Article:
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Christopher B. Toomey, Michael Landowski, Mikael Klingeborn, Una Kelly, John Deans, Holly Dong, Ons Harrabi, Thomas Van Blarcom, Yik Andy Yeung, Ruslan Grishanin, John C. Lin, Daniel R. Saban, Catherine Bowes Rickman; Effect of Anti-C5a Therapy in a Murine Model of Early/Intermediate Dry Age-Related Macular Degeneration. Invest. Ophthalmol. Vis. Sci. 2018;59(2):662-673. doi: https://doi.org/10.1167/iovs.17-23134.
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A large body of evidence supports a central role for complement activation in the pathobiology of age-related macular degeneration (AMD), including plasma complement component 5a (C5a). Interestingly, C5a is a chemotactic agent for monocytes, a cell type also shown to contribute to AMD. However, the role monocytes play in the pathogenesis of “dry” AMD and the pharmacologic potential of targeting C5a to regulate these cells are unclear. We addressed these questions via C5a blockade in a unique model of early/intermediate dry AMD and large panel flow cytometry to immunophenotype monocytic involvement.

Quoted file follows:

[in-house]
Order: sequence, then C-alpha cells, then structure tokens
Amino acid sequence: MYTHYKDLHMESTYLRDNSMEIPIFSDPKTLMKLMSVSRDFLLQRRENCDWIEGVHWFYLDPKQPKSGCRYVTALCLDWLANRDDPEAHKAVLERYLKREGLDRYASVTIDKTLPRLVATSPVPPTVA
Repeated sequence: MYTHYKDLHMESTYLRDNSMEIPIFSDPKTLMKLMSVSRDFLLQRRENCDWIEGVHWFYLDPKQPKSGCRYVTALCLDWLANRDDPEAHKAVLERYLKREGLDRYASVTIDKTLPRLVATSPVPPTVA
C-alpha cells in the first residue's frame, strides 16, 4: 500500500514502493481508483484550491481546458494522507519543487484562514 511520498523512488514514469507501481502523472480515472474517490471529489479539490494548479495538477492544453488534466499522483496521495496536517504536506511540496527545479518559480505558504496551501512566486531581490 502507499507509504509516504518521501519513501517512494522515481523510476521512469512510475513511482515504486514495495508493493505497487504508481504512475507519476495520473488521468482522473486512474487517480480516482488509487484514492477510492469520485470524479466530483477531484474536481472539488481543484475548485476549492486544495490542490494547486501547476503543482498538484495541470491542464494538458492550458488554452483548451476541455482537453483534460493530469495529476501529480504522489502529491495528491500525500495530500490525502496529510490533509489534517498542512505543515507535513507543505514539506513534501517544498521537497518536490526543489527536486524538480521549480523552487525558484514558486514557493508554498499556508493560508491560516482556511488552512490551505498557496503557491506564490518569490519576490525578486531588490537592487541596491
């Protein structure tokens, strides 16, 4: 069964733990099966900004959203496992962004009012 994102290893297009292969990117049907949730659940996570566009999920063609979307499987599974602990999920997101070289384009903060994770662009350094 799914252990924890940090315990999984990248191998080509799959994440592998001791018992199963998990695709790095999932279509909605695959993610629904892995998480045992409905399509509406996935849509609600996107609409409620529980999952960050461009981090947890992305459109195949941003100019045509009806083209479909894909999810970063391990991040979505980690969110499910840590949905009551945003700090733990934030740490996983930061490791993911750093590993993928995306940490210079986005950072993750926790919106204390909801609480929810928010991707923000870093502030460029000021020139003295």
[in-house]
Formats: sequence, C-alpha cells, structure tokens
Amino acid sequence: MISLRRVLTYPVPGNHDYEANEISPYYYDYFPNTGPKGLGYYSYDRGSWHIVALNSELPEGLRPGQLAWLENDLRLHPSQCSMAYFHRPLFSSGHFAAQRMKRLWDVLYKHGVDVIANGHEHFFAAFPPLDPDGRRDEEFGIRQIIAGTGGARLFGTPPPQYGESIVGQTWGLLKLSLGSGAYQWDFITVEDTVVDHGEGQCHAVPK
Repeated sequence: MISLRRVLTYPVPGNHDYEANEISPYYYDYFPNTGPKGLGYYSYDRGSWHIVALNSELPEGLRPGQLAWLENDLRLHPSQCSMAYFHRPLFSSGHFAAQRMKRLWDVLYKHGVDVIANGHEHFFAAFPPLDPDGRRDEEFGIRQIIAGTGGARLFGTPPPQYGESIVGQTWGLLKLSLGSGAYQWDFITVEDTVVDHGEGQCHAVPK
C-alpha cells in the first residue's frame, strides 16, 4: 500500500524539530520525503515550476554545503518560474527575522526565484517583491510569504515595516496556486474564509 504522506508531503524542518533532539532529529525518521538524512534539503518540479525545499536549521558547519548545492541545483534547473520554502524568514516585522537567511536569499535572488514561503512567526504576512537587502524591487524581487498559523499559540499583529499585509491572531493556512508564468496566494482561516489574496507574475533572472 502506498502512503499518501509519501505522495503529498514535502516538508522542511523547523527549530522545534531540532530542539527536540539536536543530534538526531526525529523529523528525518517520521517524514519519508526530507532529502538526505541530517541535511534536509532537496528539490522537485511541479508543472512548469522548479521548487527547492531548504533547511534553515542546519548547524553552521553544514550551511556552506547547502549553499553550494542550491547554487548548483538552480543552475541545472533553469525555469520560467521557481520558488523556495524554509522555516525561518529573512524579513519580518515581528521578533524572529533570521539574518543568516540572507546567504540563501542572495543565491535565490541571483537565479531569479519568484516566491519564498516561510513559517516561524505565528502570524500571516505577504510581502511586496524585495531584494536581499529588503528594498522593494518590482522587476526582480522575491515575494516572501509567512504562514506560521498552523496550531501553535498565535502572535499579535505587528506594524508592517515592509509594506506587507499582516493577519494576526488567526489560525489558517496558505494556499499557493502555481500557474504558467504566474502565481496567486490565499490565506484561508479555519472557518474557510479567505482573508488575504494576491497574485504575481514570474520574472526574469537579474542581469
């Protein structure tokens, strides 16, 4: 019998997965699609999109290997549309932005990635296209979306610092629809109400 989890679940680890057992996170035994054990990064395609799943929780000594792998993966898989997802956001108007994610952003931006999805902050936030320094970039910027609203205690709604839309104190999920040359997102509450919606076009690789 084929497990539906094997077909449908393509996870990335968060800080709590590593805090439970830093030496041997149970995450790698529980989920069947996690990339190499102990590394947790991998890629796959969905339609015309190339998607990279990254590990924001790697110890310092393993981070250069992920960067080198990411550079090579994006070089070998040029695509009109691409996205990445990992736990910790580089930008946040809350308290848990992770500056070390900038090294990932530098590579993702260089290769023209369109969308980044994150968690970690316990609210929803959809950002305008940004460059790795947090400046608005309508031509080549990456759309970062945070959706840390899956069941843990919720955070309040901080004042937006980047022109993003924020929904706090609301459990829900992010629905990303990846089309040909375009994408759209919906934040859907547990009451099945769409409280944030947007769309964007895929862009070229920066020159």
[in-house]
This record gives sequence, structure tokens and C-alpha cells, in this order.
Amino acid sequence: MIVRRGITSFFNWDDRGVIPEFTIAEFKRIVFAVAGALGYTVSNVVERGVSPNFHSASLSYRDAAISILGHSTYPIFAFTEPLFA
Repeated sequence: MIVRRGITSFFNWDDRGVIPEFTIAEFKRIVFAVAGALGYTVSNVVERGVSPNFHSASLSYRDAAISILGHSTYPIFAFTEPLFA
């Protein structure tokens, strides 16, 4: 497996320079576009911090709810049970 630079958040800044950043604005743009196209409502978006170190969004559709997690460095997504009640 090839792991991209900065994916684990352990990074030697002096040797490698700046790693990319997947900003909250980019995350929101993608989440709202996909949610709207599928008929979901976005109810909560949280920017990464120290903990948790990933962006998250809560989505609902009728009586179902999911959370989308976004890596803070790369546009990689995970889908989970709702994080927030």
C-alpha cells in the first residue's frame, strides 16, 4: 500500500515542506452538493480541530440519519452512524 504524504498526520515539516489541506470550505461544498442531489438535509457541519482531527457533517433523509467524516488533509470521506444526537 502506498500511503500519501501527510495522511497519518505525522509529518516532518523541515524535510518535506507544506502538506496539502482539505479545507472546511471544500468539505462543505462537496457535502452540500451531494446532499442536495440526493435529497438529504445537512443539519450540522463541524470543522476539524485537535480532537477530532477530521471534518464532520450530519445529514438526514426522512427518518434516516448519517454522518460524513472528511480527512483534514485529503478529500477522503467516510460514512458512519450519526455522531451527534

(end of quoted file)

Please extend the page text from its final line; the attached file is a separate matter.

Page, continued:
Heterozygous complement factor H (Cfh+/−) mice aged to 90 weeks were fed a high-fat, cholesterol-enriched diet (Cfh+/−∼HFC) for 8 weeks and were given weekly intraperitoneal injections of 30 mg/kg anti-C5a (4C9, Pfizer). Flow cytometry, retinal pigmented epithelium (RPE) flat mounts, and electroretinograms were used to characterize anti-C5a treatment.
Aged Cfh+/− mice developed RPE damage, sub-RPE basal laminar deposits, and attenuation of visual function and immune cell recruitment to the choroid that was accompanied by expression of inflammatory and extracellular matrix remodeling genes following 8 weeks of HFC diet. Concomitant systemic administration of an anti-C5a antibody successfully inhibited local recruitment of mononuclear phagocytes to the choroid–RPE interface but did not ameliorate these AMD-like pathologies in this mouse model.
These results show that immunotherapy targeting C5a is not sufficient to block the development of the AMD-like pathologies observed in Cfh+/−∼HFC mice and suggest that other complement components or molecules/mechanisms may be driving “early” and “intermediate” AMD pathologies.
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